By Roger Griffin
Roger Griffin is Professor in Modern History at Oxford Brookes University and lectures principally on aspects of the History of Ideas relating to ideologies and values that have shaped the modern world. His latest book is Modernism and Fascism: The Sense of a Beginning under Mussolini and Hitler (Palgrave Macmillan, 2007).
"If you’re catching flak, you must be over the target." That Jonah Goldberg spontaneously uses a metaphor drawn from the Anglo-American bombing campaigns on Nazi Germany is, if nothing else, indicative of his mindset about the subject at hand. The fact is that he does NOT conceive his book as a reasoned, empirically grounded, original contribution to comparative fascist studies, but rather has executed a thinly disguised propaganda attack on "liberals."
Genuine academics use reasoned arguments that do not wilfully distort their sources to rhetorical ends. They do not use footnoted polemics without destroying their own credibility among their peers. That has been Goldberg’s approach.
I wrote NOT as a "liberal"' engaged in fending off attacks on the freedom to think. I wrote as an academic concerned that the tools of the specialism to which I contribute are being abused by a neoconservative with no academic track record in fascist studies that qualifies him to denigrate, by association, a form of social democracy or liberal socialist agenda that is generically different from fascism. I did not set out to discredit Liberal Fascism in the spirit of a type of political Star Wars, but as a university lecturer professionally offended by Goldberg's impersonation of a historian whose publishing success is in inverse proportion to its merits and significance as a scholarly monograph.
Genuine academics target truth, conceived as a complex, multifactorial, contested reality reconstructed through collaborative effort. They do not "target" particular groups of people defined by their affiliations or beliefs. In strictly academic terms, Jonah Goldberg does not understand fascism. Perhaps he should also brush up on his liberalism. (HISTORICALLY, that is, not politically).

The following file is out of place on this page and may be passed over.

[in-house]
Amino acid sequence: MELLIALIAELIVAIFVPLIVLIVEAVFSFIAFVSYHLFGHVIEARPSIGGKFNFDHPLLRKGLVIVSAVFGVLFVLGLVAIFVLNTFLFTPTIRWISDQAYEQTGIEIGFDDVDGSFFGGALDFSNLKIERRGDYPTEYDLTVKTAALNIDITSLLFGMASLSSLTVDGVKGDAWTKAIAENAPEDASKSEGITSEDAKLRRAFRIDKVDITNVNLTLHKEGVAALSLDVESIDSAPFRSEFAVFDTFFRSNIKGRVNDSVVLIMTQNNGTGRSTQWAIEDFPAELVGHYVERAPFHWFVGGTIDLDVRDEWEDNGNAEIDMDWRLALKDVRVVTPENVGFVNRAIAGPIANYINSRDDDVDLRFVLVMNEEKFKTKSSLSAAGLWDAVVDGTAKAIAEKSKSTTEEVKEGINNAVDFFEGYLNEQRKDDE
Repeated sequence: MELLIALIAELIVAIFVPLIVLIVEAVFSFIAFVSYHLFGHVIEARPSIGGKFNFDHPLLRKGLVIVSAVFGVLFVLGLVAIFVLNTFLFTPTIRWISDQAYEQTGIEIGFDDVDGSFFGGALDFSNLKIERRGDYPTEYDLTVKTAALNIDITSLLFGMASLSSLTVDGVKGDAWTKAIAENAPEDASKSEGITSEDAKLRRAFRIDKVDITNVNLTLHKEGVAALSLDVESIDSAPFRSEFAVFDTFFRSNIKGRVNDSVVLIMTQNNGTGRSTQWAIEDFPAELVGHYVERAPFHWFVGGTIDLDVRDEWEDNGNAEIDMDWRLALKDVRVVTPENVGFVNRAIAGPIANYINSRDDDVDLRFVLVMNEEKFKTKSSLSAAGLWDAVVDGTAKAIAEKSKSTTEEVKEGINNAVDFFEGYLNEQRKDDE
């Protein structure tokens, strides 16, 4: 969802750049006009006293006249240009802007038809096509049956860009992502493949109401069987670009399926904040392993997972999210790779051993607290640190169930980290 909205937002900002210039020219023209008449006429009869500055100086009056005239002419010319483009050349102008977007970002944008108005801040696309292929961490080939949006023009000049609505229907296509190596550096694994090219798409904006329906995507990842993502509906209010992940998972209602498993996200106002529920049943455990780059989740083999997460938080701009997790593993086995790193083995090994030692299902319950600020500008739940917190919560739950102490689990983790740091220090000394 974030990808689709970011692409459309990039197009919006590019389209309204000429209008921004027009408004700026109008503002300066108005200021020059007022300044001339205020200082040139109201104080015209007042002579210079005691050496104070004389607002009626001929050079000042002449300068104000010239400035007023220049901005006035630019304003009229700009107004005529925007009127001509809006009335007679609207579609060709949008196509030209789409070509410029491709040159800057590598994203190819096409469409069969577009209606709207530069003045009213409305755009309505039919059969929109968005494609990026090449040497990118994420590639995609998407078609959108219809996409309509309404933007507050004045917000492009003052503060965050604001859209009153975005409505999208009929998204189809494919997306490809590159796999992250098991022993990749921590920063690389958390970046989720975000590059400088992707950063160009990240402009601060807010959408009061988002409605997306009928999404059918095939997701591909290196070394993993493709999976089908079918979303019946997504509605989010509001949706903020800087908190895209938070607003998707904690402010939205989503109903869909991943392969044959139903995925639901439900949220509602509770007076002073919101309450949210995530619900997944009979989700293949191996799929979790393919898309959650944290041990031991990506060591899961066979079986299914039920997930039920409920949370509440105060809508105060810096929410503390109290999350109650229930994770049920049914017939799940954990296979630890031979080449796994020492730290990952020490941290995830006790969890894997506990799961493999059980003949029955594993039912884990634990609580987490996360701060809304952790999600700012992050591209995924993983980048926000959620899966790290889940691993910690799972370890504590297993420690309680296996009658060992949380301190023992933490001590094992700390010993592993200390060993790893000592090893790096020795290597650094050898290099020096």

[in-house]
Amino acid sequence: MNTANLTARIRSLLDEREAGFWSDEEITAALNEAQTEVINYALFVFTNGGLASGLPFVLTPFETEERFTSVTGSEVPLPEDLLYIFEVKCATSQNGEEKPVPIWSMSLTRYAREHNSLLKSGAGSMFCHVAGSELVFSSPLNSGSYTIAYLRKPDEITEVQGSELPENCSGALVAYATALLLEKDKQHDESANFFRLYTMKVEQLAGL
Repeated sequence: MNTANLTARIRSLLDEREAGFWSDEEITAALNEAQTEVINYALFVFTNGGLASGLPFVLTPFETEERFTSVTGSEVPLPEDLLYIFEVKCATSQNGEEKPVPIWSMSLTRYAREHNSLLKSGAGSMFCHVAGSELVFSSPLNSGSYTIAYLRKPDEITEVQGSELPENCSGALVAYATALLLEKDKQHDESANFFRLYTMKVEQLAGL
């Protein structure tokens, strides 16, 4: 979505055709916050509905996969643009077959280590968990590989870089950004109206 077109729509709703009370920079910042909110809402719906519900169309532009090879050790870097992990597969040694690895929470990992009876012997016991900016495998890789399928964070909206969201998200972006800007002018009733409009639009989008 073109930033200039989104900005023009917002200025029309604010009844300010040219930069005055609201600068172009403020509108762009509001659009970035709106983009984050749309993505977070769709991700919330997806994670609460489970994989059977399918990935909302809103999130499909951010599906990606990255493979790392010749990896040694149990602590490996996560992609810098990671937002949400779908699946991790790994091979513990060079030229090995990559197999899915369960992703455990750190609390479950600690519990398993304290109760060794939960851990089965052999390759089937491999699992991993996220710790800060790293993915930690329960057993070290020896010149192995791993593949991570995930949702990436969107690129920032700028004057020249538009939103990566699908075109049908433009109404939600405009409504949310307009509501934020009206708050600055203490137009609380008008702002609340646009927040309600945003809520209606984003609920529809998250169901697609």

As for the tone of Jonah's self defense: its slanderous, offensive tone reminds me of the way bad drivers react when other motorists hoot them for dangerous maneuvers. Their insulting behaviour smacks of bad faith: they know they are in the wrong, but have not the honesty or moral courage to admit it. All the book sales, chat shows, and plaudits from the anti-Obama clique cannot compensate for Goldberg's intellectual and moral vacuity.
Incidentally, my point about parallels between Goldberg's technique of discrediting liberalism by tarring it with connotations of fascism, and the way Nazi propaganda associated Jews with Communists - and even Negroes with Jews - is a sober reference to a familiar technique for discrediting the targets of persecution by association - cf. the equation of social liberals with Bolshevism and Stalinism in the McCarthy era. It was NOT an ad hominem argument as Goldberg alleges. I, at least, can make a distinction between chalk and cheese, or in this case tell radical anti-Democrats out to malign and discredit the sort of welfare policies commonplace in all advanced liberal democracies in Europe, apart from the rantings of neo-Nazis and Christian fundamentalists (loosely called by some of their opponents "Christian fascists," a term I also have problems with on academic grounds).